Known Foreign Production
Manufacture D'Armes de Saint-Etienne, France (MAS with partial box and symbol on body)
This tool was produced at Manufacture D'Armes de Saint-Etienne in
France during the late 1940's, early 1950's. This information was
obtained from the late Charles Hittle who was the sales manager at
Interarmco, in Alexandria, Va. In 1967 Interarmco had imported M1 rifles
from France and a quantity of these tools were in the butt traps, along
with some French oilers as shown below. Compared to the importation
totals of M1 Rifles in recent years, very few came in from France. Of
all the foreign produced M3A1's, this is the most difficult one to
MAS marking with partial box and unidentifiable symbol.
MAS produced combination tool with French butt stock oiler.
Pietro Beretta, Italy (P.B. & OMA Triangle, PB, and GR PB) & Possibly Danish Production/Use
These tools are very common in today's market. During the time this
article is being written all Italian produced tools are the most common
ones available. The OMA marking has been seen on parts on an
experimental BM59 from the 1955 era. These tool are very plentiful in
today's market; they are literally underfoot. Not much history is known
about these tools.
Commonly available Italian Production P.B., letters OMA inside of triangle.
Of the Italian production this one appears to be the scarcest.
PB mark, another Italian tool.
GR PB another very common Italian tool.
In the late 1990's many tens of thousands of tools were imported
into the United States. The various batches consisted largely of the
Italian production mixed with smaller amounts of US production from all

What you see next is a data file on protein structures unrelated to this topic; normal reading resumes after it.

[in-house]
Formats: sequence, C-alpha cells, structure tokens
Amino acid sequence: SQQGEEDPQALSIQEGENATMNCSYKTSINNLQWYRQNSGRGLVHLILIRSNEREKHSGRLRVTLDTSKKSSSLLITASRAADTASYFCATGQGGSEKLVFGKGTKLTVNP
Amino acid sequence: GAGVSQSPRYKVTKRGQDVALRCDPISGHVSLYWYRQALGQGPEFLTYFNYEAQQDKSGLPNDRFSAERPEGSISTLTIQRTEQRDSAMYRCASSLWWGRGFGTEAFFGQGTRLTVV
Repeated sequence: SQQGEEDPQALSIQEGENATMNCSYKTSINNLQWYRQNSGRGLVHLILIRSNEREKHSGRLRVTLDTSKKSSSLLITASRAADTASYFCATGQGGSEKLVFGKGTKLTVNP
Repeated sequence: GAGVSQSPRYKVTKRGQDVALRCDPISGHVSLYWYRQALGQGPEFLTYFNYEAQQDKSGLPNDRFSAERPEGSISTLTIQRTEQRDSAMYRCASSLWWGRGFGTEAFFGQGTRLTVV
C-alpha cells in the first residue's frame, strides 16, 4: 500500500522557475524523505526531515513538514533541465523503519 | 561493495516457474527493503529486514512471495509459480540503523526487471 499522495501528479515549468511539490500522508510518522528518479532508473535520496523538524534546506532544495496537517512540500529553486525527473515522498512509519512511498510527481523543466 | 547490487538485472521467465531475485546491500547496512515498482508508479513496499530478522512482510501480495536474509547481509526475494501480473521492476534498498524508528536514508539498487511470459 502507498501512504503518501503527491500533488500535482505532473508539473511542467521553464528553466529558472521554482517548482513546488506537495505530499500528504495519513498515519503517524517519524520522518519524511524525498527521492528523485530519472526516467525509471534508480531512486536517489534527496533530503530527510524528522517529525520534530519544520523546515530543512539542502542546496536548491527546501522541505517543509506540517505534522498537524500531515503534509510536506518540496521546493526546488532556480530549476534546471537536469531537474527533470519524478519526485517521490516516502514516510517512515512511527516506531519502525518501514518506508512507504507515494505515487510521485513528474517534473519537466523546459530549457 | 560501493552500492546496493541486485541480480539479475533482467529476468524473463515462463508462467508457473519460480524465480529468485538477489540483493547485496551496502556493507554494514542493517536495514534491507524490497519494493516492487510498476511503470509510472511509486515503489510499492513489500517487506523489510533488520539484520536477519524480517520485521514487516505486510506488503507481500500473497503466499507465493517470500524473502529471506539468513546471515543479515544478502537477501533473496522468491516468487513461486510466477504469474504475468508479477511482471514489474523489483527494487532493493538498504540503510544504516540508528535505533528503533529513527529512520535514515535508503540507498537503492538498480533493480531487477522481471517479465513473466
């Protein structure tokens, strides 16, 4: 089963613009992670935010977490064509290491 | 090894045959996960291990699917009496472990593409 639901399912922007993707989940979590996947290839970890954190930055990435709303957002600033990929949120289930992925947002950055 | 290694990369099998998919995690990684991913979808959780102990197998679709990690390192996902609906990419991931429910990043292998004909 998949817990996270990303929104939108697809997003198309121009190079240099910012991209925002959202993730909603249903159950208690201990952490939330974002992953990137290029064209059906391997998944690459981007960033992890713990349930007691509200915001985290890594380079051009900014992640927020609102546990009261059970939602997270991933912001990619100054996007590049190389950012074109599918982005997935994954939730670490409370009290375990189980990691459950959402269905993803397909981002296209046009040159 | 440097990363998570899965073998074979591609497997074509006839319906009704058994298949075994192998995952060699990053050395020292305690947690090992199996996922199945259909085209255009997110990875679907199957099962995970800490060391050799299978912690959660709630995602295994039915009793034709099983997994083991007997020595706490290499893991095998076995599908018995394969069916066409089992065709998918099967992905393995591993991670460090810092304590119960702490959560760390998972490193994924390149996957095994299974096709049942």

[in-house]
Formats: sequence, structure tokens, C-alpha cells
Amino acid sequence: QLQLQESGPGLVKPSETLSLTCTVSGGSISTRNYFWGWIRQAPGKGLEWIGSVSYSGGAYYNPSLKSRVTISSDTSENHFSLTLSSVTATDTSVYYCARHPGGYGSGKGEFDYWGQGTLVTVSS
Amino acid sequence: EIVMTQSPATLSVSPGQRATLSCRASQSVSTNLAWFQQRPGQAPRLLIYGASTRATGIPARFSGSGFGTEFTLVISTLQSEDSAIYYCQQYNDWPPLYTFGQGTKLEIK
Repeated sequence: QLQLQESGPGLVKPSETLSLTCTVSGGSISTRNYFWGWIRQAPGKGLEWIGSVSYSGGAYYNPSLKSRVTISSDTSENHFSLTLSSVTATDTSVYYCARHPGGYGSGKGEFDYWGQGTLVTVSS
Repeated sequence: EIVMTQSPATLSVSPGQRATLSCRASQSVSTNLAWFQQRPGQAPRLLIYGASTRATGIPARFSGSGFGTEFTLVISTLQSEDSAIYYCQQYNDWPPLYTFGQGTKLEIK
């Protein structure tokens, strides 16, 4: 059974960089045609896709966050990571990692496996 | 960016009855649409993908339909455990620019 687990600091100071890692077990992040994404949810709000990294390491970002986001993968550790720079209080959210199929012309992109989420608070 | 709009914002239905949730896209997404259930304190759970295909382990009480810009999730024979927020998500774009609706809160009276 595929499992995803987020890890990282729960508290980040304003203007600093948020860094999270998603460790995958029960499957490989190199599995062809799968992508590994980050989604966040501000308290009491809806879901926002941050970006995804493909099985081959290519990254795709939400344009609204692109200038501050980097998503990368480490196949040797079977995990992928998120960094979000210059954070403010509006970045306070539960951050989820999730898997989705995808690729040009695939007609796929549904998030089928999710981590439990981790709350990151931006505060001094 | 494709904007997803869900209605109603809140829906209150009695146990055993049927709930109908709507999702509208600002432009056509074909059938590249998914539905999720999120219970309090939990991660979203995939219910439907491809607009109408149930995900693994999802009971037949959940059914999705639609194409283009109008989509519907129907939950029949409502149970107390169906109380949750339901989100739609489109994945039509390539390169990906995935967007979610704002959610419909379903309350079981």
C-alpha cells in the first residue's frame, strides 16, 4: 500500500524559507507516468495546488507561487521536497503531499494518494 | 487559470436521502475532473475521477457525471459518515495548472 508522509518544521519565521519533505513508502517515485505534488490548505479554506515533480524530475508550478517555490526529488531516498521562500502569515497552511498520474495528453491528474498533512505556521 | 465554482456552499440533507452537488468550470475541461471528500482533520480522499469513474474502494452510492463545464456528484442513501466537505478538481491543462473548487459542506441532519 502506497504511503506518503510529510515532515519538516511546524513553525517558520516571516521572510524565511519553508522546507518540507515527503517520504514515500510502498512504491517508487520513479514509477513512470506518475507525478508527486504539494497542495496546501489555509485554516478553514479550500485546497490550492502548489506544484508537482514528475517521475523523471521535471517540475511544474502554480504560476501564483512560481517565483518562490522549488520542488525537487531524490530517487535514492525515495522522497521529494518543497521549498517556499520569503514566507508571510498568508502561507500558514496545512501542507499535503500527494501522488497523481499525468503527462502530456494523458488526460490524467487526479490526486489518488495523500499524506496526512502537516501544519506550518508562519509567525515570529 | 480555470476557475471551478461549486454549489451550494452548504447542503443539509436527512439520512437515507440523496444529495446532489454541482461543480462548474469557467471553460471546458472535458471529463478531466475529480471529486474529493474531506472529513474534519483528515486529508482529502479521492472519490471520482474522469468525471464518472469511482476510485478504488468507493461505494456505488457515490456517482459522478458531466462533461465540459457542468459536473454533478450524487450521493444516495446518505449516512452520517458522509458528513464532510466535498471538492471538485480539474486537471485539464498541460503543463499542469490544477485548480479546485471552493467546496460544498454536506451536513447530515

eras. Most of the tools were very well used.
One characteristic of a well used tool is the tightness of the
swiveling arms. When new, the arms will remain closed in a tight
position for butt stock stowage. During my years I have had many M3A1
tools that were new in original wrap. It was always a chore to pry apart
the swiveling arms of new tools. As the tool goes through the repeated
processes of opening and closing the rivet loosens. The tightness issue
is the only way to estimate the amount of past use. Also remember that
re-finishing can hide a lot of sins. There still is a glut of Italian
produced tools for sale.
With current market conditions, this is a best time to attempt to
expand a collection of tools by design or markers. There are more M3A1
combination tools in this country today than at any other time in
Italian Modification and Production, time period late 1950's or mid 1960's (Various symbols on body)
The easiest way to identify a Italian produced (rebuilt or
modified) tool is by the absence of the standard rivet. The Italian used
a hex shaped lock with lock ring to work with a small hex shaped hole
in their gas lock. Another oddity of Italin production is the reversed
stuck cartridge remover. This tool is readily available in today's
market. I was told a batch came in from Korea and believed these were
Korean. It was not until I received an email with images of an Italian
Rifle and different lock screw. Simple fact is the dealer lied to me.
Top: Reversed stuck cartridge
remover used on Italian Production (and rebuilds), facing downward when
in use. It grabs the top of the cartridge case. Also notice the hex lock
and ring in place of the standard rivet.
Bottom: Standard stuck cartridge
remover used on every other country's production. Notice it faces upward
and grabs the bottom of the cartridge case.
All Italian tools in my possession are very loose, indicating
either different adhering abilities of the hex lock or lots of use. I
think the jury is still out on this one. You may also find tools of US
origin with these characteristics. These tools were rebuilt or modified
Unknown Maker (Converter): US Ordnance Department, postwar, time period unknown (Unmarked, as most M3 tools are)
Years ago I saw a depot pack of brush bushings. It contained 5
bushings that had been packed in the early 1950's. I figured at the time
that the bushings were for converting the M3 combination tool to M3A1
configuration. Now I wish I had purchased the pack.
After many years of searching, last year I was lucky enough to find
the example in the photo below. The original M3 tool was cut and
required a precision bend, otherwise it would not have fit inside the
butt stock. It would have been too long with the bushing and brush